There’s the air of party around the graduation show at Tokyo University of the Arts, or Geidai. As if everyone knows how everybody knows that this moment is never to be repeated. Never to be repeated. After all, when else might they feel such imminence, as they prepare to leave behind their luxuries, the time and space, the encouragement to work, the fellowship and support?
The artists are coming from the masters programme, so there’s a bit more to it than your average student show. There are misses and hits. There is quantity, and variety and vitality. Enough to encourage you to try and come back before it closes in a couple of days. You moved from floor to floor, building to building, from sculpture to oil-painting, nihon-ga, wood- and metal-crafts including furniture, kimono, and installation. On a patch of mud between buildings there is a noise-music video of a man’s twisting back muscles, an installation cleverly housed (quarantined?) in a shipping container. A few metres away is another work comprising a deep hole in the dank soil into which the artist climbs a couple of times of day, to do what, you’re not sure, but it’s called something like Heartbeat and there is an intercom into the hole.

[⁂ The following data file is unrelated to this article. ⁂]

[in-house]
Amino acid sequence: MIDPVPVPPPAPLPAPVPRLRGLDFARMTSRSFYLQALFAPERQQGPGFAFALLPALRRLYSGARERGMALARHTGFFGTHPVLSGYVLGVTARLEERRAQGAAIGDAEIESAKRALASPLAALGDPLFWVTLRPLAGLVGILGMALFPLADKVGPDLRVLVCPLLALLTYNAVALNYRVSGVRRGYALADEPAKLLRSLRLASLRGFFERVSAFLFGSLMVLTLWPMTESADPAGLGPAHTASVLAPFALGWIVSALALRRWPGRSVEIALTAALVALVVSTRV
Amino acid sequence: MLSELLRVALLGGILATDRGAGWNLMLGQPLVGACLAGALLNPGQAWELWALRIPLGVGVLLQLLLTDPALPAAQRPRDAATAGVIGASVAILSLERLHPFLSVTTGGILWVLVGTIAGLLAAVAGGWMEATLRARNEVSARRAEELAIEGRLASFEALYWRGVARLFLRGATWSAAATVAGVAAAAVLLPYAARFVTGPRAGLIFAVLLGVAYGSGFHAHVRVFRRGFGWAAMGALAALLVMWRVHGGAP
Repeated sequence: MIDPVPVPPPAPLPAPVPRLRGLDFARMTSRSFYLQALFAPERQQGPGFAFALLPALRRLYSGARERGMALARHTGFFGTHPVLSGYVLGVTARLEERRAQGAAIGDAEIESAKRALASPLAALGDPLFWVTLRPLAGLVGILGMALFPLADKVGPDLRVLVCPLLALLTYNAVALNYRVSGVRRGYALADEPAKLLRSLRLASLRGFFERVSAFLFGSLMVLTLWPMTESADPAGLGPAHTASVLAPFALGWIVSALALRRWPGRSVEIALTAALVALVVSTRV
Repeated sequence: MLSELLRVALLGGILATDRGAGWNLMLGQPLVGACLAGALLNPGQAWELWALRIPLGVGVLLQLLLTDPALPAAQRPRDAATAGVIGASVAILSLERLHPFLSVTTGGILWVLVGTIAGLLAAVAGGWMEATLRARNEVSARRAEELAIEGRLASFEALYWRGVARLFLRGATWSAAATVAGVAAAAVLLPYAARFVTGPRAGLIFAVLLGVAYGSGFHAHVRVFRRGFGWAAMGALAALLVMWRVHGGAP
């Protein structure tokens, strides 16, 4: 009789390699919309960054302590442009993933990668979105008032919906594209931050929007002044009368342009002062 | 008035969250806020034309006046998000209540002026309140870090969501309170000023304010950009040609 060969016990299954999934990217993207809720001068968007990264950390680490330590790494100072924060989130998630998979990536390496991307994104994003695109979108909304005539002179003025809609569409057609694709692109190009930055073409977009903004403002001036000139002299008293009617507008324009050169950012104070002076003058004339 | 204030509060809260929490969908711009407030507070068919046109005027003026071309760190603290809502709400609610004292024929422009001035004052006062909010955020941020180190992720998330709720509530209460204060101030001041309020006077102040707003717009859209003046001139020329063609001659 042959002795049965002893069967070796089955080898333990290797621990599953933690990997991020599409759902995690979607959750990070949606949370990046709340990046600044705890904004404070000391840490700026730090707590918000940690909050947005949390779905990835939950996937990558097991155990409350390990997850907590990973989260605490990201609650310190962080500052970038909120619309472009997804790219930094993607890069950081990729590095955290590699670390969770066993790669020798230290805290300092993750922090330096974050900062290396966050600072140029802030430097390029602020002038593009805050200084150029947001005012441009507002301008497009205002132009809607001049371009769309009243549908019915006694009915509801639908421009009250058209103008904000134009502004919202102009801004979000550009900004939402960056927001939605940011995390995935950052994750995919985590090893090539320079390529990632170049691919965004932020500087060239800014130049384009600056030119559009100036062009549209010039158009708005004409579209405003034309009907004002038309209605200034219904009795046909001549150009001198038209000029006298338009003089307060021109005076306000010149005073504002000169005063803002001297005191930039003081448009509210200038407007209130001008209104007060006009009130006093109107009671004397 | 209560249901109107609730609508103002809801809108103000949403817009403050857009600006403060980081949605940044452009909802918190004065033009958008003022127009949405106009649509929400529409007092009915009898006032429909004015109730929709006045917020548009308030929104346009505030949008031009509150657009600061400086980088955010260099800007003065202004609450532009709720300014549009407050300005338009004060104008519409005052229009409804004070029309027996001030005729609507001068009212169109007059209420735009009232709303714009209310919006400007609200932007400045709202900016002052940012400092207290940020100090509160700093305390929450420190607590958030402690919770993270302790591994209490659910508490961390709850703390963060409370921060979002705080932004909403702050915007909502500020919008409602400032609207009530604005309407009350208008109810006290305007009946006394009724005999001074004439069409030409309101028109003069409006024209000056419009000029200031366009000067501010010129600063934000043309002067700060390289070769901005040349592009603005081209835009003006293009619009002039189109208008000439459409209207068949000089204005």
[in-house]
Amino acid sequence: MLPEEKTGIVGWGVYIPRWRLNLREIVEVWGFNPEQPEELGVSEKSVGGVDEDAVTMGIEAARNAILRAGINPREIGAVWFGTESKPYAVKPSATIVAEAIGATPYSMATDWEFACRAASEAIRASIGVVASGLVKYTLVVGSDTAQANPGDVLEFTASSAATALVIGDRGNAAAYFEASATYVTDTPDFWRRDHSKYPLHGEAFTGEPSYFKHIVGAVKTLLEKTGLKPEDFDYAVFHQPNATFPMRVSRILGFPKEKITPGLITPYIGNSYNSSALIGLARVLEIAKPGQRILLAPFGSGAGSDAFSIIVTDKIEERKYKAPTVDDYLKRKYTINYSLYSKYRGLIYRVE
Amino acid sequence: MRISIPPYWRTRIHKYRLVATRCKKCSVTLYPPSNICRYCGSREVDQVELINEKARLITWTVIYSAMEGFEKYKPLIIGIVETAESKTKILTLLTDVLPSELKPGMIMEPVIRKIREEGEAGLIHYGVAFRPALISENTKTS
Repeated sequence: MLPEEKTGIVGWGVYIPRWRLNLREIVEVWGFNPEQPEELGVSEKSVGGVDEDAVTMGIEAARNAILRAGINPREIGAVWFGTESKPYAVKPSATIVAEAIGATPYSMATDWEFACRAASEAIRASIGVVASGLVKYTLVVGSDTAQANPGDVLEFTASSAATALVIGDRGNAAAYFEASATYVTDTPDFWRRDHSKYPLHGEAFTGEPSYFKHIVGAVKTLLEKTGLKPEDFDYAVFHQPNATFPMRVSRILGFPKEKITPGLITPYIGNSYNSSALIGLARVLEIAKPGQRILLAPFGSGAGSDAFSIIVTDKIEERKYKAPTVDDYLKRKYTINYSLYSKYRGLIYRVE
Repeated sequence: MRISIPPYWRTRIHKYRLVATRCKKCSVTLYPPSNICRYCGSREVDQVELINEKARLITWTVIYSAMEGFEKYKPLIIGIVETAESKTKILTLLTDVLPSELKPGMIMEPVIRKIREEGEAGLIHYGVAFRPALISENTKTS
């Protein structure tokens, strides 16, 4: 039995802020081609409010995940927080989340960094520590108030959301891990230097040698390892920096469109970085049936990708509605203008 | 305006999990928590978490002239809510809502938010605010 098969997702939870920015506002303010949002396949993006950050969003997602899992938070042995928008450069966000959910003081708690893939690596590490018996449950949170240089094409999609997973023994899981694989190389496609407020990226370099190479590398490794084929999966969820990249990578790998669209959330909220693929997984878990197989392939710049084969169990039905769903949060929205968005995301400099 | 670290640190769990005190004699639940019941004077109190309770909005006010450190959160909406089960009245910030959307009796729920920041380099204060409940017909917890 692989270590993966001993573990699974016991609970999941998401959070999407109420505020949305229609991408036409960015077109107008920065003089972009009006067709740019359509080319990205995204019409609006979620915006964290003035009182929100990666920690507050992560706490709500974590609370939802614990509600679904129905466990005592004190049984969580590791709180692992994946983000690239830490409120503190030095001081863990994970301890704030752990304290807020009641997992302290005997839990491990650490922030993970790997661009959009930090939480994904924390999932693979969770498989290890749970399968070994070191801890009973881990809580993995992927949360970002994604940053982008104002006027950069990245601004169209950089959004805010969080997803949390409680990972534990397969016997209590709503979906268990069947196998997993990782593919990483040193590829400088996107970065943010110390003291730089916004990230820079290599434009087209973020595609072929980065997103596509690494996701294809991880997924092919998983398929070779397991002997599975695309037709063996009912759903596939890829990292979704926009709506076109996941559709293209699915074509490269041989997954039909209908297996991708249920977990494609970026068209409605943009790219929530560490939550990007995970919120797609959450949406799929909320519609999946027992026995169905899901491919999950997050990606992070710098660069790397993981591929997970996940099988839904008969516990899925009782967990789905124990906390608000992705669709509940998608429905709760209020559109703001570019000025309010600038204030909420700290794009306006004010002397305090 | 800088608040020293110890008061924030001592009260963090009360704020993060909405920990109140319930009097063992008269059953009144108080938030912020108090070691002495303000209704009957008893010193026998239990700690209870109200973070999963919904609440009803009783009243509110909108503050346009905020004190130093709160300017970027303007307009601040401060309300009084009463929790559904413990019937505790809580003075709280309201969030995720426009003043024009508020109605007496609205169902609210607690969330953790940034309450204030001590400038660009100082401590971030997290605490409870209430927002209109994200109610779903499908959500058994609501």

She says the femininity references the women who have operated looms since the beginning of weaving.
Look, here’s a set of Seventies-quoting, bikini-babe wall hangings. There’s a curious tension between the conservative sort of weave and the racy images. And what’s this, in the crowded space, someone appears interested in your interest in these works. It’s the artist, Izumi Fujie. She tells you, they are self-portraits, woven from rayon on Scandinavian hand-looms, in herringbone and traditional-Japanese patterns. She says the femininity references the women who have operated looms since the beginning of weaving. Now as she is leaving Geidai, she has to find her own loom. She will set it up at home, though her dad says, No weaving at night.
In the next gallery, past the exact facsimiles of decaying ancient scroll paintings, Marijana Anđelić tells you about An Unexpected Meeting. She is enrolled at one of the three schools of Nihon-ga, working with washi, mineral pigments, gold-and-silver leaf and other collage techniques. There’s a strong story element. The reflection is a little like her life in Japan, Marija says. Real and unreal, more real than real. You see what she means, in the way you’re being looked at by that woman who may be in the water. In places Marijana used coarser pigments in order to get that shimmer from the minerals. Her challenge now is to find homes for her work, temporary or otherwise, since in order to graduate she must produce 10 of around this size. She says, They’re not made for Japanese apartments.
If reality would just stretch a bit further.
(As popular as the show may be, on your way here, on the muddy knoll near the National Museum, you pass an impressive queue for something else: a soup kitchen.)
ひみつ The Secret
Rayon yarn, double weaving, twill weaving
邂逅 An Unexpected Meeting
Japanese paper, mineral pigments, silver leaf, sumi ink
四季 花々草々 SHIKI hanahanakusakusa
unseeable rigidness for Visual and Music
Audio-visual, shipping container